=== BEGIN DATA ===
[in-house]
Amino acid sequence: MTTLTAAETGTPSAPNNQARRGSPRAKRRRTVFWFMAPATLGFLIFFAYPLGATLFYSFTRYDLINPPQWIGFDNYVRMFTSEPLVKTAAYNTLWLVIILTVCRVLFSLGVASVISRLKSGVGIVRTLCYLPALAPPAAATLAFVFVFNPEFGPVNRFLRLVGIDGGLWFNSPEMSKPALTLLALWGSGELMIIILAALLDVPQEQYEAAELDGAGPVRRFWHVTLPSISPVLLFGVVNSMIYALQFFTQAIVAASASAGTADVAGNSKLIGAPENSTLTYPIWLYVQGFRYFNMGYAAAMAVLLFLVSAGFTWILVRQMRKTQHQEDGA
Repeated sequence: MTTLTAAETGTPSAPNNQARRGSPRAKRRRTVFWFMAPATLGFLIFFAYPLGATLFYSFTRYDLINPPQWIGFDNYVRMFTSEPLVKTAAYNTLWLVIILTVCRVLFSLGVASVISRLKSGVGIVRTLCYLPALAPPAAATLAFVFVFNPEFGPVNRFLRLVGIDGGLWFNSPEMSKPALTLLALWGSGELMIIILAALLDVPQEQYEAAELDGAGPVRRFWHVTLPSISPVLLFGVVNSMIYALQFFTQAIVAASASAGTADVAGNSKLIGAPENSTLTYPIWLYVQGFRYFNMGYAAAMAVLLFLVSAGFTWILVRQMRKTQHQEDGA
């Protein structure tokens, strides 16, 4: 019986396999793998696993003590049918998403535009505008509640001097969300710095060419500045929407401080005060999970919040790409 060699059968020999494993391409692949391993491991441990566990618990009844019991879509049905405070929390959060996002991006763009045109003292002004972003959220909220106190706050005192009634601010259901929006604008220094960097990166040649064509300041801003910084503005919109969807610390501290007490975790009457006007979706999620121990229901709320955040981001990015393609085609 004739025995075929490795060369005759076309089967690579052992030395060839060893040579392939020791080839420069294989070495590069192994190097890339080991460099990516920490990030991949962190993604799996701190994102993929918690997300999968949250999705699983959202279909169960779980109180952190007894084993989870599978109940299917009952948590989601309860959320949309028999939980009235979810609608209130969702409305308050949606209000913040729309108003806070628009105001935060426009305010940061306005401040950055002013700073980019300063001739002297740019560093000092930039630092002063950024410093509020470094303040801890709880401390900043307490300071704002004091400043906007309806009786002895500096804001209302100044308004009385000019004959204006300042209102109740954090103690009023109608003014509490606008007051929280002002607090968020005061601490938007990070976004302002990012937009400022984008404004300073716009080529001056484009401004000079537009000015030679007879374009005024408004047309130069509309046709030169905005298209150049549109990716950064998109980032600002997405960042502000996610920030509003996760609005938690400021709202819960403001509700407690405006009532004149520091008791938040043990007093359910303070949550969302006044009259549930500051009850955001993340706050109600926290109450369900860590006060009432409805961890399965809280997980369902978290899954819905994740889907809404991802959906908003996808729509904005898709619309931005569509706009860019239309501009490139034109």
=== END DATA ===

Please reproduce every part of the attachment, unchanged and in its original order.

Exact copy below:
[in-house]
Amino acid sequence: MTTLTAAETGTPSAPNNQARRGSPRAKRRRTVFWFMAPATLGFLIFFAYPLGATLFYSFTRYDLINPPQWIGFDNYVRMFTSEPLVKTAAYNTLWLVIILTVCRVLFSLGVASVISRLKSGVGIVRTLCYLPALAPPAAATLAFVFVFNPEFGPVNRFLRLVGIDGGLWFNSPEMSKPALTLLALWGSGELMIIILAALLDVPQEQYEAAELDGAGPVRRFWHVTLPSISPVLLFGVVNSMIYALQFFTQAIVAASASAGTADVAGNSKLIGAPENSTLTYPIWLYVQGFRYFNMGYAAAMAVLLFLVSAGFTWILVRQMRKTQHQEDGA
Repeated sequence: MTTLTAAETGTPSAPNNQARRGSPRAKRRRTVFWFMAPATLGFLIFFAYPLGATLFYSFTRYDLINPPQWIGFDNYVRMFTSEPLVKTAAYNTLWLVIILTVCRVLFSLGVASVISRLKSGVGIVRTLCYLPALAPPAAATLAFVFVFNPEFGPVNRFLRLVGIDGGLWFNSPEMSKPALTLLALWGSGELMIIILAALLDVPQEQYEAAELDGAGPVRRFWHVTLPSISPVLLFGVVNSMIYALQFFTQAIVAASASAGTADVAGNSKLIGAPENSTLTYPIWLYVQGFRYFNMGYAAAMAVLLFLVSAGFTWILVRQMRKTQHQEDGA
């Protein structure tokens, strides 16, 4: 019986396999793998696993003590049918998403535009505008509640001097969300710095060419500045929407401080005060999970919040790409 060699059968020999494993391409692949391993491991441990566990618990009844019991879509049905405070929390959060996002991006763009045109003292002004972003959220909220106190706050005192009634601010259901929006604008220094960097990166040649064509300041801003910084503005919109969807610390501290007490975790009457006007979706999620121990229901709320955040981001990015393609085609 004739025995075929490795060369005759076309089967690579052992030395060839060893040579392939020791080839420069294989070495590069192994190097890339080991460099990516920490990030991949962190993604799996701190994102993929918690997300999968949250999705699983959202279909169960779980109180952190007894084993989870599978109940299917009952948590989601309860959320949309028999939980009235979810609608209130969702409305308050949606209000913040729309108003806070628009105001935060426009305010940061306005401040950055002013700073980019300063001739002297740019560093000092930039630092002063950024410093509020470094303040801890709880401390900043307490300071704002004091400043906007309806009786002895500096804001209302100044308004009385000019004959204006300042209102109740954090103690009023109608003014509490606008007051929280002002607090968020005061601490938007990070976004302002990012937009400022984008404004300073716009080529001056484009401004000079537009000015030679007879374009005024408004047309130069509309046709030169905005298209150049549109990716950064998109980032600002997405960042502000996610920030509003996760609005938690400021709202819960403001509700407690405006009532004149520091008791938040043990007093359910303070949550969302006044009259549930500051009850955001993340706050109600926290109450369900860590006060009432409805961890399965809280997980369902978290899954819905994740889907809404991802959906908003996808729509904005898709619309931005569509706009860019239309501009490139034109």